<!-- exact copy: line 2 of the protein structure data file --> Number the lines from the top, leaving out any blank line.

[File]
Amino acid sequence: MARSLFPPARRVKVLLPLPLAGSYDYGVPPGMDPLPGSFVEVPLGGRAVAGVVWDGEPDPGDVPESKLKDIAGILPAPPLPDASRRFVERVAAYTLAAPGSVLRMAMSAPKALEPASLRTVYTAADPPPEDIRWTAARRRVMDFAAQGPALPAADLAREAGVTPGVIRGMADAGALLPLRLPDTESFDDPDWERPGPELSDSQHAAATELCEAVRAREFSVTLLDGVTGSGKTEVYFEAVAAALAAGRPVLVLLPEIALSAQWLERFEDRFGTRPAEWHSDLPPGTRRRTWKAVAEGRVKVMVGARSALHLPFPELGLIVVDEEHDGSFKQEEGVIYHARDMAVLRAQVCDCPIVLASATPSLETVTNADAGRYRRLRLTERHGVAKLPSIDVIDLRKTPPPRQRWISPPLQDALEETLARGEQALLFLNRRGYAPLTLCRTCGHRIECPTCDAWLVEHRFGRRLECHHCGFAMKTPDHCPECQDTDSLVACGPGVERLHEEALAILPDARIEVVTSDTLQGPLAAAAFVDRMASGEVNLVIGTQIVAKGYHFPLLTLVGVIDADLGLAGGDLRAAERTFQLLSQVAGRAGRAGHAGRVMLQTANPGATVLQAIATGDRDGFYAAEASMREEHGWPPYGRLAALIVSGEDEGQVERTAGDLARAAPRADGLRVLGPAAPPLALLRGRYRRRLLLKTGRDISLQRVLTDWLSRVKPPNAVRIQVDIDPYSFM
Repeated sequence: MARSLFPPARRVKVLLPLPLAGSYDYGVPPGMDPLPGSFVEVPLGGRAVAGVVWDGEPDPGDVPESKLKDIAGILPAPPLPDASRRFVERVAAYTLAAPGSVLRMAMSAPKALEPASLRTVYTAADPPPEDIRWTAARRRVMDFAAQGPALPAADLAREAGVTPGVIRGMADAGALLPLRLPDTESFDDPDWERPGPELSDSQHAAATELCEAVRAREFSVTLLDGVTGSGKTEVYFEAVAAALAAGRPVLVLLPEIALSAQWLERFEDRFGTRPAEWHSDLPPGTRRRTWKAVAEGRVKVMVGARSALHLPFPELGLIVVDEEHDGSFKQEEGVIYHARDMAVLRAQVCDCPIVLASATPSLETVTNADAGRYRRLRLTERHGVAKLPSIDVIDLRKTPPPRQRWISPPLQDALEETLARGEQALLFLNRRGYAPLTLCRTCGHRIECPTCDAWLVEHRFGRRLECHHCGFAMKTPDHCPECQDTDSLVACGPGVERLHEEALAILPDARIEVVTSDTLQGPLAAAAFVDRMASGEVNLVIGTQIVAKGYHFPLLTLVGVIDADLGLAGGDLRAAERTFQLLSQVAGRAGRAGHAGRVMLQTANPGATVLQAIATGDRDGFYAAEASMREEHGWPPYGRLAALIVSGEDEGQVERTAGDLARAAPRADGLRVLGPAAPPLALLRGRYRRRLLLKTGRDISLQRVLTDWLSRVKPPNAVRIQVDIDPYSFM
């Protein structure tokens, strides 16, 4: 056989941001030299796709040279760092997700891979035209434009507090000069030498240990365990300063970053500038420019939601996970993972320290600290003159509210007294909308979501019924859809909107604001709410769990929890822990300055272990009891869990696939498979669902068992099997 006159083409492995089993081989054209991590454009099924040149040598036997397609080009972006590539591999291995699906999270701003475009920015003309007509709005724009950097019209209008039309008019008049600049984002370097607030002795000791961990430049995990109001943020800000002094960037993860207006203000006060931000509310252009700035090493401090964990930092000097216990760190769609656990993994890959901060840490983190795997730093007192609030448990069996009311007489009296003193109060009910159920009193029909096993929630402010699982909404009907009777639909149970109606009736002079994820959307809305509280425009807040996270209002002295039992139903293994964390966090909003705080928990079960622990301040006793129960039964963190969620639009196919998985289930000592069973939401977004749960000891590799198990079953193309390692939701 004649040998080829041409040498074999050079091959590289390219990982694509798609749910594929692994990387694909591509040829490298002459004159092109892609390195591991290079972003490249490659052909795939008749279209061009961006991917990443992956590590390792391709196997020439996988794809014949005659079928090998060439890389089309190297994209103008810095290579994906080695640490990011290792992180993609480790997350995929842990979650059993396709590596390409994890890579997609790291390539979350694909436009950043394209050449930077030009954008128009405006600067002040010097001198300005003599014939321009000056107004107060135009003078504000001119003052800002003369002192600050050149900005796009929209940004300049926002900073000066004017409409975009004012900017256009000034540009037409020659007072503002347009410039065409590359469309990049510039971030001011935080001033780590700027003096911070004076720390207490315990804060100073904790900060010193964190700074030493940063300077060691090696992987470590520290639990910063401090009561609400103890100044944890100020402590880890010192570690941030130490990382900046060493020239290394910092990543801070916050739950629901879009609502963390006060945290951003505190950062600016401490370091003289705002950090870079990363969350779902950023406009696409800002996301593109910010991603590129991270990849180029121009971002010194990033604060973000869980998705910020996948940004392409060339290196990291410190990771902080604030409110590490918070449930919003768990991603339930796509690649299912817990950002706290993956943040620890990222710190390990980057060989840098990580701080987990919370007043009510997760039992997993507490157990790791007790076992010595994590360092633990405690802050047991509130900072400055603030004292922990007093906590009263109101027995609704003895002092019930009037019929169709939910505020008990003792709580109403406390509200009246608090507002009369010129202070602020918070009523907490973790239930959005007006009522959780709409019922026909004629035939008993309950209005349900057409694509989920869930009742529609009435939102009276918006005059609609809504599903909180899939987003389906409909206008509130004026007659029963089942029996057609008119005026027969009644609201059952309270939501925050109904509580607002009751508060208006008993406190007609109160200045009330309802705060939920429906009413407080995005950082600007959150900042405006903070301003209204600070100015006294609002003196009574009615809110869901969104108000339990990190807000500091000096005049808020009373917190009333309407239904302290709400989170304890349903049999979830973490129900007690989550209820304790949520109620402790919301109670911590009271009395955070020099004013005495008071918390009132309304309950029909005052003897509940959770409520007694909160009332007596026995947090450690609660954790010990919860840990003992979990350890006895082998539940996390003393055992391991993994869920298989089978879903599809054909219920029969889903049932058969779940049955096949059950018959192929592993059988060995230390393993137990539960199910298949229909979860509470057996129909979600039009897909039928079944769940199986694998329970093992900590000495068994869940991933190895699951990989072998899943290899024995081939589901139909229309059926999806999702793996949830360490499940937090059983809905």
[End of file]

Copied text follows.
Repeated sequence: MARSLFPPARRVKVLLPLPLAGSYDYGVPPGMDPLPGSFVEVPLGGRAVAGVVWDGEPDPGDVPESKLKDIAGILPAPPLPDASRRFVERVAAYTLAAPGSVLRMAMSAPKALEPASLRTVYTAADPPPEDIRWTAARRRVMDFAAQGPALPAADLAREAGVTPGVIRGMADAGALLPLRLPDTESFDDPDWERPGPELSDSQHAAATELCEAVRAREFSVTLLDGVTGSGKTEVYFEAVAAALAAGRPVLVLLPEIALSAQWLERFEDRFGTRPAEWHSDLPPGTRRRTWKAVAEGRVKVMVGARSALHLPFPELGLIVVDEEHDGSFKQEEGVIYHARDMAVLRAQVCDCPIVLASATPSLETVTNADAGRYRRLRLTERHGVAKLPSIDVIDLRKTPPPRQRWISPPLQDALEETLARGEQALLFLNRRGYAPLTLCRTCGHRIECPTCDAWLVEHRFGRRLECHHCGFAMKTPDHCPECQDTDSLVACGPGVERLHEEALAILPDARIEVVTSDTLQGPLAAAAFVDRMASGEVNLVIGTQIVAKGYHFPLLTLVGVIDADLGLAGGDLRAAERTFQLLSQVAGRAGRAGHAGRVMLQTANPGATVLQAIATGDRDGFYAAEASMREEHGWPPYGRLAALIVSGEDEGQVERTAGDLARAAPRADGLRVLGPAAPPLALLRGRYRRRLLLKTGRDISLQRVLTDWLSRVKPPNAVRIQVDIDPYSFM